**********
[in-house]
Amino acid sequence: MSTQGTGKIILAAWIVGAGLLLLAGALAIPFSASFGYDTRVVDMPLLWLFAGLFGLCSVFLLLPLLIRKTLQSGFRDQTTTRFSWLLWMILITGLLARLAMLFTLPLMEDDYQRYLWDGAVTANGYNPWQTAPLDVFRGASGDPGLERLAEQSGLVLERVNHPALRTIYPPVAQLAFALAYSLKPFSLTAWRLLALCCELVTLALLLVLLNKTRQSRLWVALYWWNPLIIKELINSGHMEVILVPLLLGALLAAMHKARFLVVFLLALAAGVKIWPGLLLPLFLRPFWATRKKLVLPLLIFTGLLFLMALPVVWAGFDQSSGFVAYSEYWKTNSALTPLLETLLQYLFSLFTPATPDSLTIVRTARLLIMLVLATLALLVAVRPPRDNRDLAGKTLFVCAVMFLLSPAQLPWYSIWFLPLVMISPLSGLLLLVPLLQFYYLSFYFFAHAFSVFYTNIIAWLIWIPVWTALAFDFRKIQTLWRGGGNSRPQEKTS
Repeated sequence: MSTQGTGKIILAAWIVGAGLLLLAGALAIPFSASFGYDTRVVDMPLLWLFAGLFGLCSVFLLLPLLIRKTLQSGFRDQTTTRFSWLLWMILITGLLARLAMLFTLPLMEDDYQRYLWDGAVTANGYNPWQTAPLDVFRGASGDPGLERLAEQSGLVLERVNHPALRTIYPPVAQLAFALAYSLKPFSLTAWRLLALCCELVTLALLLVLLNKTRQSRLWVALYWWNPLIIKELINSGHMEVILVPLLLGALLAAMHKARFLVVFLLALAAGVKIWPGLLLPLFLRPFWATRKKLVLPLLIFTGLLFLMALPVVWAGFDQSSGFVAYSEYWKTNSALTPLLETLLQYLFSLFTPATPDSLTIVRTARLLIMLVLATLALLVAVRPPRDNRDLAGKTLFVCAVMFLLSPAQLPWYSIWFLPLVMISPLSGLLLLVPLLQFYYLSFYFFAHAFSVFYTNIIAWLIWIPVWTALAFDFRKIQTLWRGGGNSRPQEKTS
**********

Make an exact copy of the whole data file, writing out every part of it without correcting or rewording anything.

[in-house]
Amino acid sequence: MSTQGTGKIILAAWIVGAGLLLLAGALAIPFSASFGYDTRVVDMPLLWLFAGLFGLCSVFLLLPLLIRKTLQSGFRDQTTTRFSWLLWMILITGLLARLAMLFTLPLMEDDYQRYLWDGAVTANGYNPWQTAPLDVFRGASGDPGLERLAEQSGLVLERVNHPALRTIYPPVAQLAFALAYSLKPFSLTAWRLLALCCELVTLALLLVLLNKTRQSRLWVALYWWNPLIIKELINSGHMEVILVPLLLGALLAAMHKARFLVVFLLALAAGVKIWPGLLLPLFLRPFWATRKKLVLPLLIFTGLLFLMALPVVWAGFDQSSGFVAYSEYWKTNSALTPLLETLLQYLFSLFTPATPDSLTIVRTARLLIMLVLATLALLVAVRPPRDNRDLAGKTLFVCAVMFLLSPAQLPWYSIWFLPLVMISPLSGLLLLVPLLQFYYLSFYFFAHAFSVFYTNIIAWLIWIPVWTALAFDFRKIQTLWRGGGNSRPQEKTS
Repeated sequence: MSTQGTGKIILAAWIVGAGLLLLAGALAIPFSASFGYDTRVVDMPLLWLFAGLFGLCSVFLLLPLLIRKTLQSGFRDQTTTRFSWLLWMILITGLLARLAMLFTLPLMEDDYQRYLWDGAVTANGYNPWQTAPLDVFRGASGDPGLERLAEQSGLVLERVNHPALRTIYPPVAQLAFALAYSLKPFSLTAWRLLALCCELVTLALLLVLLNKTRQSRLWVALYWWNPLIIKELINSGHMEVILVPLLLGALLAAMHKARFLVVFLLALAAGVKIWPGLLLPLFLRPFWATRKKLVLPLLIFTGLLFLMALPVVWAGFDQSSGFVAYSEYWKTNSALTPLLETLLQYLFSLFTPATPDSLTIVRTARLLIMLVLATLALLVAVRPPRDNRDLAGKTLFVCAVMFLLSPAQLPWYSIWFLPLVMISPLSGLLLLVPLLQFYYLSFYFFAHAFSVFYTNIIAWLIWIPVWTALAFDFRKIQTLWRGGGNSRPQEKTS